Wednesday saw the launch of B&T at the GBK in Angel, Islington. It’s a nice place to eat, with interesting lighting, and it uses a soft touch when it comes to hipster décor. The whole restaurant was given over to the invited guestlist between 5.00pm and 6.30pm (a potentially risky move given the place’s proximity to a Vue cinema on Orange Wednesday). Free bottles of B&T were brought to the table, along with sliders/mini-burgers of a few different varieties from the menu. It was a much more informal kind of beer launch than I’m used to. At no point did a Harviestoun person get everyone’s attention and chat about the beer (or it’s pairing potential with burgers), which was a bit of a shame. The only other irritation was that some burgers made to some tables, but not to others. I had a couple of the wild boar burgers, and a couple of the chicken, Camembert and cranberry variety (pictured above), both of which B&T went with excellently. The chicken burger in particular seemed to bring out all the best bits of the beer – a balance of sweet and tart alongside the cranberry, whilst also cutting through the chicken and gooey cheese.

There was also some chips and dips doing the rounds, including hunks of grilled halloumi with a green chilli dip that the B&T paired with very nicely indeed, sitting on top of the chilli on your tongue and gradually turning it sweet.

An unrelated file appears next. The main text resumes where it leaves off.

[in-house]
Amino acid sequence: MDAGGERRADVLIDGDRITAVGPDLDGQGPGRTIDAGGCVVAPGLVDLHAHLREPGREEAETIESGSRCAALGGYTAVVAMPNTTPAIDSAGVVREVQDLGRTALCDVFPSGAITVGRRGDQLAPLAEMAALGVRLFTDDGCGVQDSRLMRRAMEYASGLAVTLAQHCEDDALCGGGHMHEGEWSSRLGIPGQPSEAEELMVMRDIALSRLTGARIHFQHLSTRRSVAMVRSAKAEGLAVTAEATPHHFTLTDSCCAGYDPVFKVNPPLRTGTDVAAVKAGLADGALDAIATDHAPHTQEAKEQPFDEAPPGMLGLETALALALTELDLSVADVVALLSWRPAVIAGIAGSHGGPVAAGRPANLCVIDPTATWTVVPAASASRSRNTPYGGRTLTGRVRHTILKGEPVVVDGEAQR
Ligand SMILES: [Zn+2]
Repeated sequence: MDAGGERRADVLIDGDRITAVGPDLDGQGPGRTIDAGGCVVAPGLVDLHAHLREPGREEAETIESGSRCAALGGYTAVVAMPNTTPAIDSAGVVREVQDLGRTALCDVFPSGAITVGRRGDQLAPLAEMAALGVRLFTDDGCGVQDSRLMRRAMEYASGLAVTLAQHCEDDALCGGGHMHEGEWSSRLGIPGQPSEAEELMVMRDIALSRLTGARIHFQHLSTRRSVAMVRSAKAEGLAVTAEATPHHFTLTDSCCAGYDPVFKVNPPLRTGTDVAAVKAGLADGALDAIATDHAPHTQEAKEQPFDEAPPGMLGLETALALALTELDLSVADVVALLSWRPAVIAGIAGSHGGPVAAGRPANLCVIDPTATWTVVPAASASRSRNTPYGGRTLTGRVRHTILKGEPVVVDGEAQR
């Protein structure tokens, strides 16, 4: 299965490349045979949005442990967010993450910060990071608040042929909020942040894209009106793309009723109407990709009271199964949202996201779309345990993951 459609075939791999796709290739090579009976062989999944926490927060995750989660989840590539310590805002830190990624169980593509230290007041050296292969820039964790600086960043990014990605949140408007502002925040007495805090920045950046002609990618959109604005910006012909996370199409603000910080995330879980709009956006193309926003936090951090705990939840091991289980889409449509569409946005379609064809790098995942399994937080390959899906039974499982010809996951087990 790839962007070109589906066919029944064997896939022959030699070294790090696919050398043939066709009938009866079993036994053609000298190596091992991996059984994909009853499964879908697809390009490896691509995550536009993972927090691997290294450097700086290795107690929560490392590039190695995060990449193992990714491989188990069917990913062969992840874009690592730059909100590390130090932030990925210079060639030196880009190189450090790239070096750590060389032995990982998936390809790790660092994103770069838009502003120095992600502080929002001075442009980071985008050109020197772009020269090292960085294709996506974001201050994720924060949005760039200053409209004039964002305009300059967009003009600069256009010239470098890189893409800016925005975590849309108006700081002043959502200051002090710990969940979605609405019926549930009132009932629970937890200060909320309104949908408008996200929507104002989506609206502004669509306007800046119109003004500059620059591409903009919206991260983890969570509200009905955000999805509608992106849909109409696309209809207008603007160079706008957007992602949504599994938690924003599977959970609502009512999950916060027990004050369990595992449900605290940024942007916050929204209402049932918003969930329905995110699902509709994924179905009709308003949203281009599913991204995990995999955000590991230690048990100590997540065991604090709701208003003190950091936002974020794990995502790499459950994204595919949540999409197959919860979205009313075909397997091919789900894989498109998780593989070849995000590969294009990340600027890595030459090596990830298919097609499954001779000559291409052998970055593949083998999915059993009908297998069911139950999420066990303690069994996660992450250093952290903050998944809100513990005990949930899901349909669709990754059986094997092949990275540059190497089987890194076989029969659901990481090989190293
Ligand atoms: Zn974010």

The event as a whole was fun, but too informal and casual to land any messages about the brand and why it’s there. Other than that, it was a fun evening of food and beer. It also reminded me of what a lovely beer Bitter & Twisted actually is, so in that regard, it was certainly a success. Hopefully, we’ll see more interesting beer listings in GBK and other places like it in the future.

Duke’s Brew and Que

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I had been eager to visit Duke’s Brew & Que, the original home of Beavertown Brewery, for some time. I regularly hear tales of the place’s meaty wonders and beery delights on Twitter, and the verdict is almost unanimously positive. Beer from Beavertown hasn’t disappointed me yet either, so I finally visited on Friday evening and arrived with an enormous thirst and appetite.